In 1990, John Wiley & Sons, the second largest publisher of business books, asked me to write the first book dedicated solely to the subject of asset allocation for investment professionals. The book, Dynamic Asset Allocation, was a big seller, having been in print for eleven years. The following are some of my thoughts back in 1990 and they still hold true today.
Most people believe the more stocks a person holds in an equity portfolio, the lower the volatility (risk) of the portfolio because of the advantages of diversification. If that were true, then how come the Dow Jones Industrial Average (consisting of only 30 stocks) is no more volatile than the Standard and Poors 500; and why is the S&P 500 even less volatile than the Wilshire 5000? The answer is: the important thing is the correlation of price changes between the stocks, not the number of stocks in the portfolio.
Imagine a portfolio that consists of only two stocks, both of which are expected to double in ten years. But what if (in the short-term) every time Stock A went up by x-percent, Stock B went down by x-percent and vice versa. The portfolio would have an annualized, expected return of over 7% (plus dividends) yet have no volatility (short-term risk). Even if both stocks are expected to double in ten years, most people still care about short-term risk. This is because not everyone is going to buy a portfolio of stocks and close their eyes for the next ten years, even if they don’t plan on touching the money for a long time. Things usually change. The fundamentals of the stocks in the account can deteriorate or the investors’ level of risk-aversion can increase due to the possibility of having to withdraw money from the portfolio sooner than expected or wanting a decent night’s sleep when the market is gyrating all over the place.
At my firm, Hammer Asset Management LLC (Gilford NH), and at Young Investments (Naples FL and Newport RI), we manage stock portfolios using only 16 to 32 securities. Dick Young likes 32 as a good discipline that extends the benefit of using two or more stocks from the same industry; and I use no more than 32 equities, even for my largest institutional clients. Here is why Dick and I use only 16-32 names (compared to dozens, if not hundreds of securities used by many mutual funds).
When you own a stock, there are two types of risk (reasons for volatility). The first is called systematic risk, caused by economic or sociological changes that affect all stocks, such as a change in interest rates, in the economic outlook, in investor confidence, in taxation, etc. Systematic risk cannot be reduced no matter how many stocks you own, which is why it is called non-diversifiable risk. This type of risk accounts for 50-70% of what makes an individual stock go up or down on any given month, week, day or hour.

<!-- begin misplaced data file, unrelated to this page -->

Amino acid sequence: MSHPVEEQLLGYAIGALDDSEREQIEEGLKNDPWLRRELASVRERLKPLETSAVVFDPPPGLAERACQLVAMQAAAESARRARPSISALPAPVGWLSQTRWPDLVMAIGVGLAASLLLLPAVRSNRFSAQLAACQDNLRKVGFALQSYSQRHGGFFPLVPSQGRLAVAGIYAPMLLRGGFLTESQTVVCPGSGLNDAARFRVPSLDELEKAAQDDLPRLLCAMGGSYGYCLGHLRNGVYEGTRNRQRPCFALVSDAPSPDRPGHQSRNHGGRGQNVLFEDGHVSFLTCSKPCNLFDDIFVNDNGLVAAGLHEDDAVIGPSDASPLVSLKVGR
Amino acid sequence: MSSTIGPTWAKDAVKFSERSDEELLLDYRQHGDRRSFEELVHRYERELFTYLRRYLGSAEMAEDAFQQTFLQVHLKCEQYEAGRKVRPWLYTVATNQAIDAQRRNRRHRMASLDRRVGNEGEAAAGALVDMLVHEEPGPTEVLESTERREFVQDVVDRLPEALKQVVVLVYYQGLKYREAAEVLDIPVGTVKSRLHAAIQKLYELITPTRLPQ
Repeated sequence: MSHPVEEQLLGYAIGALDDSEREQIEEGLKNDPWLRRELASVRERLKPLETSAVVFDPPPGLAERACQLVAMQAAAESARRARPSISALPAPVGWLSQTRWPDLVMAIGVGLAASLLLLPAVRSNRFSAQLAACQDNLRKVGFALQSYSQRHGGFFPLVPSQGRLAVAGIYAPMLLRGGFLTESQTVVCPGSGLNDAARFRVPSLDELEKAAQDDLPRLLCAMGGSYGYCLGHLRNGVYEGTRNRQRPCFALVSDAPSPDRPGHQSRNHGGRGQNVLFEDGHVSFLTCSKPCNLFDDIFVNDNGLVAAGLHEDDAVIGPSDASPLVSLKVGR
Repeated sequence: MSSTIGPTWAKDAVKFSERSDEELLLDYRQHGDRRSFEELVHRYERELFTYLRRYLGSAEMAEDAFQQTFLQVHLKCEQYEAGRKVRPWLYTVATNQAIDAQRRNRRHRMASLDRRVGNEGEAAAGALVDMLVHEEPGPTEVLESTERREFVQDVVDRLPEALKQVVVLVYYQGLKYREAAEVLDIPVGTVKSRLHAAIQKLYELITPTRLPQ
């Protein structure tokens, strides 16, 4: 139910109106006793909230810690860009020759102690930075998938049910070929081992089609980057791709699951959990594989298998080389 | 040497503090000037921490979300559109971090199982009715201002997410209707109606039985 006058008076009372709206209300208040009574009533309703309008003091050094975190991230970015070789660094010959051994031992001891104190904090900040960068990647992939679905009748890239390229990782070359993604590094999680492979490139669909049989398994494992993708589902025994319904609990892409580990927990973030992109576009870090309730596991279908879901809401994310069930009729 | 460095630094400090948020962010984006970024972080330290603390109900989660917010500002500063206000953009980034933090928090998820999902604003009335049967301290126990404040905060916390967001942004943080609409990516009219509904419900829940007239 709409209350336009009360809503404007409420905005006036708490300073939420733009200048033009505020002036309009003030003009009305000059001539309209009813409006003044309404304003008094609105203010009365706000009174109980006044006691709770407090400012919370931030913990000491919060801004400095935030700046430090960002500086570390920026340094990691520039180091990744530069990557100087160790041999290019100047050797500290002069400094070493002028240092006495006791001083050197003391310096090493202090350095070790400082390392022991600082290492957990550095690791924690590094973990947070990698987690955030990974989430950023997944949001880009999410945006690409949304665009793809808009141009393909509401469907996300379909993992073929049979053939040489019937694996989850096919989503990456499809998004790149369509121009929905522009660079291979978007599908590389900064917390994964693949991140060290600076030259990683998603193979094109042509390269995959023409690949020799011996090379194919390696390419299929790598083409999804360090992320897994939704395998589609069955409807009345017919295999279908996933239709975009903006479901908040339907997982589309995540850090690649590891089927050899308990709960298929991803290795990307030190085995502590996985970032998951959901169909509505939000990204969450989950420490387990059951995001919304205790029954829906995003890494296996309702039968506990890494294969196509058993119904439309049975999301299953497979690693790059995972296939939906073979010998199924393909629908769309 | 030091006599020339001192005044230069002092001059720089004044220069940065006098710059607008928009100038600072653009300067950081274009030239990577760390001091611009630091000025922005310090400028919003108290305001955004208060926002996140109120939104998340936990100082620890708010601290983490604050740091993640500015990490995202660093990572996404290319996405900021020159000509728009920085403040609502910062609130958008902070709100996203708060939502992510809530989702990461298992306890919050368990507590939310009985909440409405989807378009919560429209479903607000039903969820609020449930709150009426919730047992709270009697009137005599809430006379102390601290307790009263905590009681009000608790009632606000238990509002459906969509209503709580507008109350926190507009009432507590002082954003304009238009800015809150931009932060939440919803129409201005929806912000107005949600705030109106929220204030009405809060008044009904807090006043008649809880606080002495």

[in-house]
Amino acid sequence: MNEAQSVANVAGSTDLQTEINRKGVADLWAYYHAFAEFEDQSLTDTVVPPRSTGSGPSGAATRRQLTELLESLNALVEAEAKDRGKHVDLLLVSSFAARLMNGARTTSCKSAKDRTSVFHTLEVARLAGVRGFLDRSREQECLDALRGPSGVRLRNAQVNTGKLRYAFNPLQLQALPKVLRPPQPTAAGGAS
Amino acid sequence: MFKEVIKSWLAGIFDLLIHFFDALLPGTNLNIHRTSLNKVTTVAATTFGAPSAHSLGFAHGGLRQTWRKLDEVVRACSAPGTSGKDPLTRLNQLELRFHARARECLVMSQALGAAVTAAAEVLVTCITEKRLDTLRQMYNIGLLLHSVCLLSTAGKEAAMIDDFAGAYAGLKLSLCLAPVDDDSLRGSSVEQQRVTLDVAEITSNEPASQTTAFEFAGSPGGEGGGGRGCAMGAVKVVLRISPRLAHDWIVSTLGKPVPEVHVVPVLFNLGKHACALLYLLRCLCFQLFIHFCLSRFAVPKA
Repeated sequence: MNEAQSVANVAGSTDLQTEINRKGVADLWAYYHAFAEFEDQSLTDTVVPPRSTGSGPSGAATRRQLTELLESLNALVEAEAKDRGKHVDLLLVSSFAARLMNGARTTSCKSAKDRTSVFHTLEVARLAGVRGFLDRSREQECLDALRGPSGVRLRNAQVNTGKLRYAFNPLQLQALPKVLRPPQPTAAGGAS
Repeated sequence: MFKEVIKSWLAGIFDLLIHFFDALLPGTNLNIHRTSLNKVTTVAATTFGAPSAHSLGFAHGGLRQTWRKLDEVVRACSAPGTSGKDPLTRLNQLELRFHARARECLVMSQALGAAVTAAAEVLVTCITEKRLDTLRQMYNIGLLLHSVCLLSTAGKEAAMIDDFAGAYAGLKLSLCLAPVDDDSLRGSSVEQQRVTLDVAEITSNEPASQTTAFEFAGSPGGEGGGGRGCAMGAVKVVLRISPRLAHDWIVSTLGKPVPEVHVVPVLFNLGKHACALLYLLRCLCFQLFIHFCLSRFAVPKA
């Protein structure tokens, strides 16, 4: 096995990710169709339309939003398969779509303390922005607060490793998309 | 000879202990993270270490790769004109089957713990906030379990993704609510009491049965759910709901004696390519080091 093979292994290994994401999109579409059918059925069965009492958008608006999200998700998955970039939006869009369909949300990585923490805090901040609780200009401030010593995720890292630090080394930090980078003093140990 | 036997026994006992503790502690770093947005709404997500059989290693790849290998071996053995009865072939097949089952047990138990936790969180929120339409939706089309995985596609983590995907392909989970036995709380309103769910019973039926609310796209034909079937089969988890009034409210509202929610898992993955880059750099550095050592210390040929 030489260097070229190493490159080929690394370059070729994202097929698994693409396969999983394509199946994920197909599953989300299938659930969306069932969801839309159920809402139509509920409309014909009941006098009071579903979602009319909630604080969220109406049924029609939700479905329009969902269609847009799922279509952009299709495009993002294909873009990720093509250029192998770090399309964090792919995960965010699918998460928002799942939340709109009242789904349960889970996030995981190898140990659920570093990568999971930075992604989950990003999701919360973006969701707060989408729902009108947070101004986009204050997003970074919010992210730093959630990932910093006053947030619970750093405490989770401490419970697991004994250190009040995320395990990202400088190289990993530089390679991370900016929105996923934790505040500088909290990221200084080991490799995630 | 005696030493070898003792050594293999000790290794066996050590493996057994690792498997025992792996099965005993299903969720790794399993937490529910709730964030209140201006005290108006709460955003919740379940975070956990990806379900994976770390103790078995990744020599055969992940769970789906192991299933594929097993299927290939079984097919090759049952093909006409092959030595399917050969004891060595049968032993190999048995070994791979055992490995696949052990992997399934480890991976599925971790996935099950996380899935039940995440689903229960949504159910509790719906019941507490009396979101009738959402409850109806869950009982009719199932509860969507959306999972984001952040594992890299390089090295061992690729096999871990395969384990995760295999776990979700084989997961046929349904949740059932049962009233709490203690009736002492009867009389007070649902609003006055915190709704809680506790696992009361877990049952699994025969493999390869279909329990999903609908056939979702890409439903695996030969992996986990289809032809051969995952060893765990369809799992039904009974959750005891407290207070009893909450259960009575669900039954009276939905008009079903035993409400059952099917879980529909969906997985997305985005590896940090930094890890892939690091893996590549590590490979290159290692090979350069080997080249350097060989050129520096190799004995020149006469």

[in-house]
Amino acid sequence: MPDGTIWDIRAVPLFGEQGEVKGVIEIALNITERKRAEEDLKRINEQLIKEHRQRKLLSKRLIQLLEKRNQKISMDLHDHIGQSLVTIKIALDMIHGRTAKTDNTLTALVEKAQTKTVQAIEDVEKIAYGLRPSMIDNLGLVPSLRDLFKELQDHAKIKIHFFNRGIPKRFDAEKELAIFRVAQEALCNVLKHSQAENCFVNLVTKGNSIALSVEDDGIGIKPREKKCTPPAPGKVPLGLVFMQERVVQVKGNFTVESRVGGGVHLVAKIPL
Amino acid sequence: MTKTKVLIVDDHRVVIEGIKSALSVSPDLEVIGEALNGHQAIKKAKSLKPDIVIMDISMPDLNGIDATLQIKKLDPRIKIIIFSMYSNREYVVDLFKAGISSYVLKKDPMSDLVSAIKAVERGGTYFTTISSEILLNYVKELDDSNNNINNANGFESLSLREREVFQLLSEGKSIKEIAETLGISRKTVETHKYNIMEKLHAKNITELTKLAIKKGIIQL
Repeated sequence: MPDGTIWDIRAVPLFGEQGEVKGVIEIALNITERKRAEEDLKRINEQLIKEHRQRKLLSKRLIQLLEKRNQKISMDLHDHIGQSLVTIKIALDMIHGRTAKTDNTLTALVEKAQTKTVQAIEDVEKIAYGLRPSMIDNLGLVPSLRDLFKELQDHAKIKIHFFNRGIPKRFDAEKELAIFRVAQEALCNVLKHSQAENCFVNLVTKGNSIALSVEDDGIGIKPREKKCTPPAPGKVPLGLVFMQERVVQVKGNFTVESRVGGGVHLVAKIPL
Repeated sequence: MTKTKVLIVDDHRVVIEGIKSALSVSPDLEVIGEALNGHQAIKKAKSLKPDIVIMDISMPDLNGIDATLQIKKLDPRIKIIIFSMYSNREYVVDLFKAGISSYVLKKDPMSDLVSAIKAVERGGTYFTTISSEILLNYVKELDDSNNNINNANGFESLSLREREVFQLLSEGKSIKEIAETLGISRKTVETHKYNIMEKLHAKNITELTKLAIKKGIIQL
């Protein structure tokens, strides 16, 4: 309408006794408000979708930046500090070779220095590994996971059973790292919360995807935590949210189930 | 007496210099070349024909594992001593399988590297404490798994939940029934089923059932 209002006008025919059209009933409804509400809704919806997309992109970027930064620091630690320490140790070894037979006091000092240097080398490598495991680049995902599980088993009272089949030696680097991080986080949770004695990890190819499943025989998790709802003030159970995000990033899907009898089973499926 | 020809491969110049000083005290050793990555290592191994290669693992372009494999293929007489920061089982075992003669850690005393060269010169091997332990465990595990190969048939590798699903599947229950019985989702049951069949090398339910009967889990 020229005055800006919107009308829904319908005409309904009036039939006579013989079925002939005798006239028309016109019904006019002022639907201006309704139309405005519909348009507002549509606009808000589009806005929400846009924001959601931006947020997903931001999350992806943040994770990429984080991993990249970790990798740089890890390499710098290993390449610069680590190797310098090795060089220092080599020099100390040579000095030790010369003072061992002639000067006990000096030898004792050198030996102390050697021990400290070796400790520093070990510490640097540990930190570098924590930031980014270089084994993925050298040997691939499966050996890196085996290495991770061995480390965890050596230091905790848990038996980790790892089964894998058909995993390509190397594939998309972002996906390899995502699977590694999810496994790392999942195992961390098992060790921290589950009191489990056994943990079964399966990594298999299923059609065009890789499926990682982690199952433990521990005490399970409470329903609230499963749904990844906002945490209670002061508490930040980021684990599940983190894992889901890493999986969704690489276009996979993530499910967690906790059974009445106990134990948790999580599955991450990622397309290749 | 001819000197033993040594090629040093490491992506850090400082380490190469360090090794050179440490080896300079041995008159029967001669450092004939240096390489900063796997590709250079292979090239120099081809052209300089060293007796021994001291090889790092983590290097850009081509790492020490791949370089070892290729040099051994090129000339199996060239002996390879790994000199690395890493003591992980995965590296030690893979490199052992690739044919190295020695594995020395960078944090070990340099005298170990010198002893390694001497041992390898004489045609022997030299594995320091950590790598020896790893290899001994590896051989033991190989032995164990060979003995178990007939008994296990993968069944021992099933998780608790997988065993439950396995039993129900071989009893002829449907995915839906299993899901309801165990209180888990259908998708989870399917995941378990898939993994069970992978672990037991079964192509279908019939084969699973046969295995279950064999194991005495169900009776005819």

The other type of risk is called diversifiable risk, the cause of a stock going up or down based on fundamentals affecting only that particular stock or its industry. For example, if the CEO of XYZ Corp. dies, that incident may have no effect on most other companies; or if the price of steel drops, that would be very detrimental to a steel producer but have almost no effect on a toothpaste manufacturer. It is this diversifiable risk that a portfolio manager can attempt to eliminate. If an investor owned nothing but oil stocks in the portfolio, the diversifiable risk would be high. But, if the portfolio owned stocks each in a totally different line of business, the diversifiable risk would be low.
With today’s computer capabilities, a professional portfolio manager doesn’t even need to look at the industries in which the stocks are involved or how closely their businesses are related to determine the diversifiable risk. The manager can measure the cross-correlation of periodic price changes between any two (or more) securities. The idea is to build a portfolio where the correlation of price changes between all the securities that make up the portfolio is at a minimum.
A portfolio of two stocks that have virtually zero correlation to each other would have half the diversifiable risk of a one stock portfolio. A four stock portfolio, where all four stocks had little relationship to each other, would have half the diversifiable risk of the two stock portfolio, and so on. So, if you own 16 stocks that are uncorrelated, the diversifiable risk would be half-of-half-of-half-of-half of a single stock portfolio. At that point, the investor has eliminated 94% of the non-market risk. In a 32 stock portfolio (assuming all 32 stocks were uncorrelated, which may be an unrealistic assumption in the real world) the diversifiable risk would be next to nothing. But with today’s technology, it is quite possible to find a dozen or more stocks that have little cross-correlation. In addition, the more stocks you own in your portfolio, the greater the likelihood that the portfolio will have an expected return no greater than that of the overall market.
So, why is the Dow Jones 30 less risky than the S&P 500 that, in turn, is less risky than the Wilshire 5000? The answer is, because the indices with the fewer components are actually more diversified than the indices with the greater components.
Therefore, I must conclude: a portfolio manager would be unproductive in trying to be an expert in hundreds of stocks if a 16-32 stock portfolio can have an above-average likelihood of beating the market and simultaneously have below-average risk (volatility).